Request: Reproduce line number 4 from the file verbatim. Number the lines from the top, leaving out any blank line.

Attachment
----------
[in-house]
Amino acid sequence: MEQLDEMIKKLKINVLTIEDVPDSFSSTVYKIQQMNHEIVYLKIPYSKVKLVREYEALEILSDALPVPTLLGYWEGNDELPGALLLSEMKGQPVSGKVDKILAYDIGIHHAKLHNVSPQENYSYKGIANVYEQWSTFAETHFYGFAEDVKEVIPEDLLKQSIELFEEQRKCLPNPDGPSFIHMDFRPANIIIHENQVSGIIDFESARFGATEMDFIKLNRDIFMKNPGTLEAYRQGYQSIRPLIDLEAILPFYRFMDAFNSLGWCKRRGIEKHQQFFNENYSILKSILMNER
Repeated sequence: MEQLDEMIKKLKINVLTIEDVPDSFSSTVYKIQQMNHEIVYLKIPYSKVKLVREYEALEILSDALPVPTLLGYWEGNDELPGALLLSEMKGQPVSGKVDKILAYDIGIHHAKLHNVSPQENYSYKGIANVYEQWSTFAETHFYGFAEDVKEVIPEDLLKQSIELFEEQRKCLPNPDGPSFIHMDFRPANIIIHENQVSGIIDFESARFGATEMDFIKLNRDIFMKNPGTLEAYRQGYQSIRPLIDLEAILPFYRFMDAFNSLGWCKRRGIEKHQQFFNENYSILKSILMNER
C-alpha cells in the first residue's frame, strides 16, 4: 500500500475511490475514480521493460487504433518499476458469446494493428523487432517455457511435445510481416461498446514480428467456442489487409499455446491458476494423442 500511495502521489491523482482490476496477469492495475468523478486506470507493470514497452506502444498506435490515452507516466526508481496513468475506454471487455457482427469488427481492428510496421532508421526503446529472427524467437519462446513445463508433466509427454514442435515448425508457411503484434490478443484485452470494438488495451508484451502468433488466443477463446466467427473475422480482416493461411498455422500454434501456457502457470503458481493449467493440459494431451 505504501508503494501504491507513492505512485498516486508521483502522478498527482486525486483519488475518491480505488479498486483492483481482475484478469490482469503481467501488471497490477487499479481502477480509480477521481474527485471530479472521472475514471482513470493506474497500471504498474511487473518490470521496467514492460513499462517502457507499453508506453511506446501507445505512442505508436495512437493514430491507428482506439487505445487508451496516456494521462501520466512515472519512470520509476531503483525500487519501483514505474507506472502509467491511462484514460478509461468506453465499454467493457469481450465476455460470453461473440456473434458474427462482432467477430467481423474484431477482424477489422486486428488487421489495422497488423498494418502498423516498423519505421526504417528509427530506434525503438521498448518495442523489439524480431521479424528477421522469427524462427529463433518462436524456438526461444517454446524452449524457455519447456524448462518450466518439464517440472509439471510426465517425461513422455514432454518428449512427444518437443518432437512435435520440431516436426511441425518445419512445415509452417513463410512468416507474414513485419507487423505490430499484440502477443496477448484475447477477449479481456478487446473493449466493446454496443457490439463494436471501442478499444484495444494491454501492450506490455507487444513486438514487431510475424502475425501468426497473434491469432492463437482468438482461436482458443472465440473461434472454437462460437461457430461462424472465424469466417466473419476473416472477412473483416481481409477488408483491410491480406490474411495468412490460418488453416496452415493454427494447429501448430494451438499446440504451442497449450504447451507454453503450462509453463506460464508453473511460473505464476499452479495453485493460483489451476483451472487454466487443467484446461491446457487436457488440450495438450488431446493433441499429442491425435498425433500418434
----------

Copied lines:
C-alpha cells in the first residue's frame, strides 16, 4: 500500500475511490475514480521493460487504433518499476458469446494493428523487432517455457511435445510481416461498446514480428467456442489487409499455446491458476494423442 500511495502521489491523482482490476496477469492495475468523478486506470507493470514497452506502444498506435490515452507516466526508481496513468475506454471487455457482427469488427481492428510496421532508421526503446529472427524467437519462446513445463508433466509427454514442435515448425508457411503484434490478443484485452470494438488495451508484451502468433488466443477463446466467427473475422480482416493461411498455422500454434501456457502457470503458481493449467493440459494431451 505504501508503494501504491507513492505512485498516486508521483502522478498527482486525486483519488475518491480505488479498486483492483481482475484478469490482469503481467501488471497490477487499479481502477480509480477521481474527485471530479472521472475514471482513470493506474497500471504498474511487473518490470521496467514492460513499462517502457507499453508506453511506446501507445505512442505508436495512437493514430491507428482506439487505445487508451496516456494521462501520466512515472519512470520509476531503483525500487519501483514505474507506472502509467491511462484514460478509461468506453465499454467493457469481450465476455460470453461473440456473434458474427462482432467477430467481423474484431477482424477489422486486428488487421489495422497488423498494418502498423516498423519505421526504417528509427530506434525503438521498448518495442523489439524480431521479424528477421522469427524462427529463433518462436524456438526461444517454446524452449524457455519447456524448462518450466518439464517440472509439471510426465517425461513422455514432454518428449512427444518437443518432437512435435520440431516436426511441425518445419512445415509452417513463410512468416507474414513485419507487423505490430499484440502477443496477448484475447477477449479481456478487446473493449466493446454496443457490439463494436471501442478499444484495444494491454501492450506490455507487444513486438514487431510475424502475425501468426497473434491469432492463437482468438482461436482458443472465440473461434472454437462460437461457430461462424472465424469466417466473419476473416472477412473483416481481409477488408483491410491480406490474411495468412490460418488453416496452415493454427494447429501448430494451438499446440504451442497449450504447451507454453503450462509453463506460464508453473511460473505464476499452479495453485493460483489451476483451472487454466487443467484446461491446457487436457488440450495438450488431446493433441499429442491425435498425433500418434